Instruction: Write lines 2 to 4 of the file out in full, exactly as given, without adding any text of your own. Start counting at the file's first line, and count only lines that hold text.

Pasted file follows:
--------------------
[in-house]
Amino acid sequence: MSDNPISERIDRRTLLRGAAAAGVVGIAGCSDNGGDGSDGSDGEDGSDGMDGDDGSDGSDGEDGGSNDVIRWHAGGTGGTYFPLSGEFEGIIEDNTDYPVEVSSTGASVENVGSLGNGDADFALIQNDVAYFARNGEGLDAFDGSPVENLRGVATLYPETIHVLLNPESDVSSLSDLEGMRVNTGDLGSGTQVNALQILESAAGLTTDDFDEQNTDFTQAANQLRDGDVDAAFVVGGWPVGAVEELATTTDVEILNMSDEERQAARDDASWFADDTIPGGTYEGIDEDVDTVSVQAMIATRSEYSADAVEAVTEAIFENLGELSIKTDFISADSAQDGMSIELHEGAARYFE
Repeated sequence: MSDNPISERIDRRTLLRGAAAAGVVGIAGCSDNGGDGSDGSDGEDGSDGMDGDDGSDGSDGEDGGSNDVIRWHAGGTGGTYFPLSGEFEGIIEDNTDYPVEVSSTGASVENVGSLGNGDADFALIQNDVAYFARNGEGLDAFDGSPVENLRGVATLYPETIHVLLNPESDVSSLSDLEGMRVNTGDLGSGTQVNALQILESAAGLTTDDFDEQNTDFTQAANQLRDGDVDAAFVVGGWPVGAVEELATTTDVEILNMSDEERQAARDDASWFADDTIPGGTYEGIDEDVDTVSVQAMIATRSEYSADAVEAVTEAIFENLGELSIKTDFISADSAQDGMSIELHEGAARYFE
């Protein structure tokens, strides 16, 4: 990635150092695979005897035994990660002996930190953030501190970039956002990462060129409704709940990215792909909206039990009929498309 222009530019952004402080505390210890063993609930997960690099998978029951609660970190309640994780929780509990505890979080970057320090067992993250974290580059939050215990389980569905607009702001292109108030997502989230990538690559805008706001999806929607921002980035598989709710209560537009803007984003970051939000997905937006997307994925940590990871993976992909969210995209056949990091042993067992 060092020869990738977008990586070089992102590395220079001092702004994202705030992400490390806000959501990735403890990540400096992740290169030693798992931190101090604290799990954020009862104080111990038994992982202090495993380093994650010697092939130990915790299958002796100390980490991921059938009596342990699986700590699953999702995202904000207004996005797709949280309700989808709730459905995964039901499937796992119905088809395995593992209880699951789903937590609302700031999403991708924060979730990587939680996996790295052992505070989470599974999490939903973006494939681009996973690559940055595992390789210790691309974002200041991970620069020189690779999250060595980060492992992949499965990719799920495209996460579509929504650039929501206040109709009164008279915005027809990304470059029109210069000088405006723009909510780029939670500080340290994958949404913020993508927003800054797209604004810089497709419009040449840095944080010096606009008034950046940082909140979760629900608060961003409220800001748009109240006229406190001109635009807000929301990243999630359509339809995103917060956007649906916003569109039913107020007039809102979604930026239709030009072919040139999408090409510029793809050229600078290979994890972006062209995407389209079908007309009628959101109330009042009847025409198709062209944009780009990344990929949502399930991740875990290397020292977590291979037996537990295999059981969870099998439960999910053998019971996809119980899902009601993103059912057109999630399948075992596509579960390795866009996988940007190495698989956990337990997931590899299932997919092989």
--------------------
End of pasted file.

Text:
Amino acid sequence: MSDNPISERIDRRTLLRGAAAAGVVGIAGCSDNGGDGSDGSDGEDGSDGMDGDDGSDGSDGEDGGSNDVIRWHAGGTGGTYFPLSGEFEGIIEDNTDYPVEVSSTGASVENVGSLGNGDADFALIQNDVAYFARNGEGLDAFDGSPVENLRGVATLYPETIHVLLNPESDVSSLSDLEGMRVNTGDLGSGTQVNALQILESAAGLTTDDFDEQNTDFTQAANQLRDGDVDAAFVVGGWPVGAVEELATTTDVEILNMSDEERQAARDDASWFADDTIPGGTYEGIDEDVDTVSVQAMIATRSEYSADAVEAVTEAIFENLGELSIKTDFISADSAQDGMSIELHEGAARYFE
Repeated sequence: MSDNPISERIDRRTLLRGAAAAGVVGIAGCSDNGGDGSDGSDGEDGSDGMDGDDGSDGSDGEDGGSNDVIRWHAGGTGGTYFPLSGEFEGIIEDNTDYPVEVSSTGASVENVGSLGNGDADFALIQNDVAYFARNGEGLDAFDGSPVENLRGVATLYPETIHVLLNPESDVSSLSDLEGMRVNTGDLGSGTQVNALQILESAAGLTTDDFDEQNTDFTQAANQLRDGDVDAAFVVGGWPVGAVEELATTTDVEILNMSDEERQAARDDASWFADDTIPGGTYEGIDEDVDTVSVQAMIATRSEYSADAVEAVTEAIFENLGELSIKTDFISADSAQDGMSIELHEGAARYFE
């Protein structure tokens, strides 16, 4: 990635150092695979005897035994990660002996930190953030501190970039956002990462060129409704709940990215792909909206039990009929498309 222009530019952004402080505390210890063993609930997960690099998978029951609660970190309640994780929780509990505890979080970057320090067992993250974290580059939050215990389980569905607009702001292109108030997502989230990538690559805008706001999806929607921002980035598989709710209560537009803007984003970051939000997905937006997307994925940590990871993976992909969210995209056949990091042993067992 060092020869990738977008990586070089992102590395220079001092702004994202705030992400490390806000959501990735403890990540400096992740290169030693798992931190101090604290799990954020009862104080111990038994992982202090495993380093994650010697092939130990915790299958002796100390980490991921059938009596342990699986700590699953999702995202904000207004996005797709949280309700989808709730459905995964039901499937796992119905088809395995593992209880699951789903937590609302700031999403991708924060979730990587939680996996790295052992505070989470599974999490939903973006494939681009996973690559940055595992390789210790691309974002200041991970620069020189690779999250060595980060492992992949499965990719799920495209996460579509929504650039929501206040109709009164008279915005027809990304470059029109210069000088405006723009909510780029939670500080340290994958949404913020993508927003800054797209604004810089497709419009040449840095944080010096606009008034950046940082909140979760629900608060961003409220800001748009109240006229406190001109635009807000929301990243999630359509339809995103917060956007649906916003569109039913107020007039809102979604930026239709030009072919040139999408090409510029793809050229600078290979994890972006062209995407389209079908007309009628959101109330009042009847025409198709062209944009780009990344990929949502399930991740875990290397020292977590291979037996537990295999059981969870099998439960999910053998019971996809119980899902009601993103059912057109999630399948075992596509579960390795866009996988940007190495698989956990337990997931590899299932997919092989």